To read more or purchase click here. 

The Ethics of Information

In this groundbreaking work, Luciano Floridi builds the foundations of Information Ethics (IE) by arguing that an informational interpretation of reality is required due to our increased reliance on information and communication technologies (ICTs) for our well-being and success. (Brendan Rowe, The Review of Metaphysics)

Luciano Floridi develops an original ethical framework for dealing with the new challenges posed by Information and Communication Technologies (ICTs). ICTs have profoundly changed many aspects of life, including the nature of entertainment, work, communication, education, health care, industrial production and business, social relations, and conflicts. They have had a radical and widespread impact on our moral lives and on contemporary ethical debates. Privacy, ownership, freedom of speech, responsibility, technological determinism, the digital divide, and pornography online are only some of the pressing issues that characterise the ethical discourse in the information society. They are the subject of Information Ethics (IE), the new philosophical area of research that investigates the ethical impact of ICTs on human life and society. 

To read more or purchase click here. 

The Fate of the West: The Battle to Save the World's Most Successful Political Idea

'Remarkable for the clarity of its economic and historical analysis and the cogency of his arguments (Financial Times)
Elegantly written and strong on economic analysis (Saturday Telegraph)

When faced with global instability and economic uncertainty, it is tempting for states to react by closing borders, hoarding wealth and solidifying power. We have seen it at various times in Japan, France and Italy and now it is infecting all of Europe and America, as the vote for Brexit in the UK has vividly shown. This insularity, together with increased inequality of income and wealth threatens the future role of the West as a font of stability, prosperity and security. Part of the problem is that the principles of liberal democracy upon which the success of the West has been built have been suborned, with special interest groups such as bankers accruing too much power and too great a share of the economic cake.

So how is this threat to be countered? States such as Sweden in the 1990s, California at different times or Britain under Thatcher all halted stagnation by clearing away the powers of interest groups and restoring their societies' ability to evolve. To survive, the West needs to be porous, open and flexible. From reinventing welfare systems to redefining the working age, from reimagining education to embracing automation, Emmott lays out the changes the West must make to revive itself in the moment and avoid a deathly rigid future.

To read more or purchase click here. 

The Mandibles - A Family, 2029-2047 

‘As ever, Shriver cuts close to the bone! . . . Distinctly chilling’ Independent

‘A tale that fizzes with ideas and jokes . . . the comedy is pitch black’ The Times

‘Shriver’s intelligence, mordant humour and vicious leaps of imagination all combine to make this a novel that is as unsettling as it is entertaining’ FINANCIAL TIMES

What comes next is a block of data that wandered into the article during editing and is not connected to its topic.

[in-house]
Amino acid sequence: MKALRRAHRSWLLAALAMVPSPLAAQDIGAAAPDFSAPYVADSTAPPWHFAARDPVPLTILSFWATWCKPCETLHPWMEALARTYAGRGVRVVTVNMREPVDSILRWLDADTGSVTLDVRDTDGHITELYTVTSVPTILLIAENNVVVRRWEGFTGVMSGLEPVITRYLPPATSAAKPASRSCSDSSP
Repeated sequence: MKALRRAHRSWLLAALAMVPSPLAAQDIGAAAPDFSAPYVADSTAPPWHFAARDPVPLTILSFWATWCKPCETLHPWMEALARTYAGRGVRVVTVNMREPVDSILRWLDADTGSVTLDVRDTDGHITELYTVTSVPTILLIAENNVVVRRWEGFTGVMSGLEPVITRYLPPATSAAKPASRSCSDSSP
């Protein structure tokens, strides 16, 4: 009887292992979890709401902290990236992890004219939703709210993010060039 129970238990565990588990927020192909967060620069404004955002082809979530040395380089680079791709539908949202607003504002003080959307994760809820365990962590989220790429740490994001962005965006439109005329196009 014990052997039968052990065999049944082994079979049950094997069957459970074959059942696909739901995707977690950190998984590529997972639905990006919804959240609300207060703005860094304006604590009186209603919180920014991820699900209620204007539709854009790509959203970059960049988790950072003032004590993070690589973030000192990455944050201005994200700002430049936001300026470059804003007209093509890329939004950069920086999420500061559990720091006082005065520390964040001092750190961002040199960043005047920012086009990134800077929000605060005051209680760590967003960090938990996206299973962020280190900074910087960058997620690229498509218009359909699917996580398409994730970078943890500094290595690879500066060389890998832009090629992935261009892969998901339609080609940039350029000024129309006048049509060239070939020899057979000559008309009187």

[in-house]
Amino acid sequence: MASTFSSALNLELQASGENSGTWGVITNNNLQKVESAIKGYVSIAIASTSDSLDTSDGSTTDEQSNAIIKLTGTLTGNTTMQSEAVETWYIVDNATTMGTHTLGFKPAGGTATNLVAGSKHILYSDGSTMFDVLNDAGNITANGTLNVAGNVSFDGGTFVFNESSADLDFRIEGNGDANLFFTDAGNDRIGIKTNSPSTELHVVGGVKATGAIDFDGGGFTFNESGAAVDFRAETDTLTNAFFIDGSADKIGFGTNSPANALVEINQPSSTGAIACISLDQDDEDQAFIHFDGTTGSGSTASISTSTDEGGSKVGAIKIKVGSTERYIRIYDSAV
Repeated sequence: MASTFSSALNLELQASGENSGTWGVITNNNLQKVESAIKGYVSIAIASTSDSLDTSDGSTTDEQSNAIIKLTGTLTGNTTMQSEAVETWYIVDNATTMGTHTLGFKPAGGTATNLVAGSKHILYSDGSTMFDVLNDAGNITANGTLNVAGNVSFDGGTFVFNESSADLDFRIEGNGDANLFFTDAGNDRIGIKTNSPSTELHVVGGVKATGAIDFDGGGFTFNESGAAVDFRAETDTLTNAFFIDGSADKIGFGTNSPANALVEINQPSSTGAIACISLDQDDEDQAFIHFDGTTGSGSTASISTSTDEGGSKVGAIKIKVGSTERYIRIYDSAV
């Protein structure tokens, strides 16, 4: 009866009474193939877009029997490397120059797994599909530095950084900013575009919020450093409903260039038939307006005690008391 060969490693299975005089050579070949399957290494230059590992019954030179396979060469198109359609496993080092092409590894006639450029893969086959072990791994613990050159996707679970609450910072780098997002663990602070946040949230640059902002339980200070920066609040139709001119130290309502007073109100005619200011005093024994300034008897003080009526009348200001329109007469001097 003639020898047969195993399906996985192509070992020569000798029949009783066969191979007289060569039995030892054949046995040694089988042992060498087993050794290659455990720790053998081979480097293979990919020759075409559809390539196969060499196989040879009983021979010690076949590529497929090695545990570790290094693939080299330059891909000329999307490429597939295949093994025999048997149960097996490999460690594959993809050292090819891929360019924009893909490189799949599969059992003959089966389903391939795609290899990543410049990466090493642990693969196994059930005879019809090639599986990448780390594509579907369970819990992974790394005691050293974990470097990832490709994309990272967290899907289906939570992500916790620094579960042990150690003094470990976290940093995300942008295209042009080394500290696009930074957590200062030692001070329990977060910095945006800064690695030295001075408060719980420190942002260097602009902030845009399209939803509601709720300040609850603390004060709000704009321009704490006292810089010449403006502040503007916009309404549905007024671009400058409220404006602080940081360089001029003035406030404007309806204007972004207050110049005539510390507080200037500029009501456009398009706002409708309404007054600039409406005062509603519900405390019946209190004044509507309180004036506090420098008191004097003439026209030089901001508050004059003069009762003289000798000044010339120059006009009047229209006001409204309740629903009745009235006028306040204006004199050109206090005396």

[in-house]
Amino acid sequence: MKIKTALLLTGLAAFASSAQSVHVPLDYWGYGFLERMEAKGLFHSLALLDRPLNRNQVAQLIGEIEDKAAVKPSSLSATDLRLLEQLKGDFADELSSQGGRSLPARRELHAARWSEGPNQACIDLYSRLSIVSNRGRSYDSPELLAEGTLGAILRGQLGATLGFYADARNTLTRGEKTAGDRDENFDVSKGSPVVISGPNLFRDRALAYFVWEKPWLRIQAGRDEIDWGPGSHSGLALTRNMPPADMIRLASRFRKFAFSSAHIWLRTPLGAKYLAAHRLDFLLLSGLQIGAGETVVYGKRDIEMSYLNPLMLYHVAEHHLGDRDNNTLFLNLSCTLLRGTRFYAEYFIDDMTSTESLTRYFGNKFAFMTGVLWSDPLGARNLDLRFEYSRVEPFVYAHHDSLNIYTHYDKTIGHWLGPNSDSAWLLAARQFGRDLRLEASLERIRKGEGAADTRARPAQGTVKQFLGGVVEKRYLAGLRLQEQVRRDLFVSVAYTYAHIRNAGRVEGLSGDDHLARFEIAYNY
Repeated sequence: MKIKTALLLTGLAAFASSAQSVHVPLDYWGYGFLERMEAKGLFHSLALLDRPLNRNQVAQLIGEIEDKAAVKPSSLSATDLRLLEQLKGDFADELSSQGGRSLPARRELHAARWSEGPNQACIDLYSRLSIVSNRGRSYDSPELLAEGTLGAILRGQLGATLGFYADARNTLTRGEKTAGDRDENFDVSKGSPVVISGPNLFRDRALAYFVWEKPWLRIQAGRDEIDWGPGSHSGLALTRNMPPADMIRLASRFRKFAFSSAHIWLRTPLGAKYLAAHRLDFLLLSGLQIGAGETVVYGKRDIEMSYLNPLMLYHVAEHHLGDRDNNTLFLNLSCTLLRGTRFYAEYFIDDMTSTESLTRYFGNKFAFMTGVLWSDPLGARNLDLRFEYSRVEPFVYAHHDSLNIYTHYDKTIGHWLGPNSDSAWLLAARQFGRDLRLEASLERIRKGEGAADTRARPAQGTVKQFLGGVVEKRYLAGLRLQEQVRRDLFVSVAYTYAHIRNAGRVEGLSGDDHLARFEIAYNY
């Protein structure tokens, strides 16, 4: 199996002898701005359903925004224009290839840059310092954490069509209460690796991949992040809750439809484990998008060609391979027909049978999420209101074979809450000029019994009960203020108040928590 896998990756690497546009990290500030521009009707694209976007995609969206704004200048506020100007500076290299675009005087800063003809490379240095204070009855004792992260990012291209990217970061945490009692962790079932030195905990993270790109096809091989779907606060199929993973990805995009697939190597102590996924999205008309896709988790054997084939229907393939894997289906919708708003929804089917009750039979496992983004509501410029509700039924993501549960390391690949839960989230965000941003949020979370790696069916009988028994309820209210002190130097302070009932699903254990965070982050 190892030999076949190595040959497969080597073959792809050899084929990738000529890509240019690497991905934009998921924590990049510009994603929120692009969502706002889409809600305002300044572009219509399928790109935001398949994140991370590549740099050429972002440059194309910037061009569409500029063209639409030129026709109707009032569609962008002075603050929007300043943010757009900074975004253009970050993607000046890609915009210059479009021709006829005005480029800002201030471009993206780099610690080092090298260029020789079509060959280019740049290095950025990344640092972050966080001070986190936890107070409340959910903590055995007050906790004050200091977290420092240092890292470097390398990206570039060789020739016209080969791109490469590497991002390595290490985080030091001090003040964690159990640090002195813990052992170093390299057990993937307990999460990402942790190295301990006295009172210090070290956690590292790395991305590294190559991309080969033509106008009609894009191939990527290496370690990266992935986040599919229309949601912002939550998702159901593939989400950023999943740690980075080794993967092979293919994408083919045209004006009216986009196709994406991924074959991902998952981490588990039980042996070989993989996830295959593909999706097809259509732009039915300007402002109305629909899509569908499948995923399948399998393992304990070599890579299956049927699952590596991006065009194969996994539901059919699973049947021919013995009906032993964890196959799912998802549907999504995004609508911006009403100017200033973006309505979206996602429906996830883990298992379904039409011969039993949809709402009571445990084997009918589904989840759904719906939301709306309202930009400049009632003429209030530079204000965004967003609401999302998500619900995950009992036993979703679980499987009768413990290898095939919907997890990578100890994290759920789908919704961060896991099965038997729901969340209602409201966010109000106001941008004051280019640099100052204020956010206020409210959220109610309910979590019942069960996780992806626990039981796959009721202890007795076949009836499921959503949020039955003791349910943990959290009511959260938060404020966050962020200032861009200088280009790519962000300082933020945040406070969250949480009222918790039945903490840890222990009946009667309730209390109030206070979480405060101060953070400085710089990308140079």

The brilliant new novel from the Orange Prize-winning author of We Need to Talk about Kevin.

It is 2029.

The Mandibles have been counting on a sizable fortune filtering down when their 97-year-old patriarch dies. Yet America’s soaring national debt has grown so enormous that it can never be repaid. Under siege from an upstart international currency, the dollar is in meltdown. A bloodless world war will wipe out the savings of millions of American families.

To read more or to purchase click here. 

The Wealth of Humans: Work, Power, and Status in the Twenty-First Century 

Ryan Avent is a superb writer. I am confident that his book will be very successful.--Thomas Piketty

Ryan Avent is one of the sharpest and most intelligent writers around. Nobody is better placed to tell us how technology is shaping our economy and our lives.--Tim Harford

None of us has ever lived through a genuine industrial revolution. Until now.

Digital technology is transforming every corner of the economy, fundamentally altering the way things are done, who does them, and what they earn for their efforts. In The Wealth of HumansEconomist editor Ryan Avent brings up-to-the-minute research and reporting to bear on the major economic question of our time: can the modern world manage technological changes every bit as disruptive as those that shook the socioeconomic landscape of the 19th century?

To read more or purchase click here. We recently interviewed Ryan Avent. Listen to the podcast here. 

 White Tears

A feverish new tale from the bestselling author of The Impressionist: two ambitious young musicians are drawn into a dark underworld, haunted by the ghosts of a repressive past

Two twenty-something New Yorkers: Seth, awkward and shy, and Carter, the trust fund hipster. They have one thing in common: an obsession with music. Rising fast on the New York producing scene, they stumble across an old blues song long forgotten by history -- and everything starts to unravel. Carter is drawn far down a path that allows no return, and Seth has no choice but to follow his friend into the darkness.

Trapped in a game they don't understand, Hari Kunzru's characters move unsteadily across the chessboard, caught between black and white, performer and audience, righteous and forsaken. But we have been here before, oh so many times over, and the game always ends the same way . . .

To read more or to purchase click here. 

We'd love to hear from you. Let us know what you think of the books above or if there are ones that you think we should add to our list.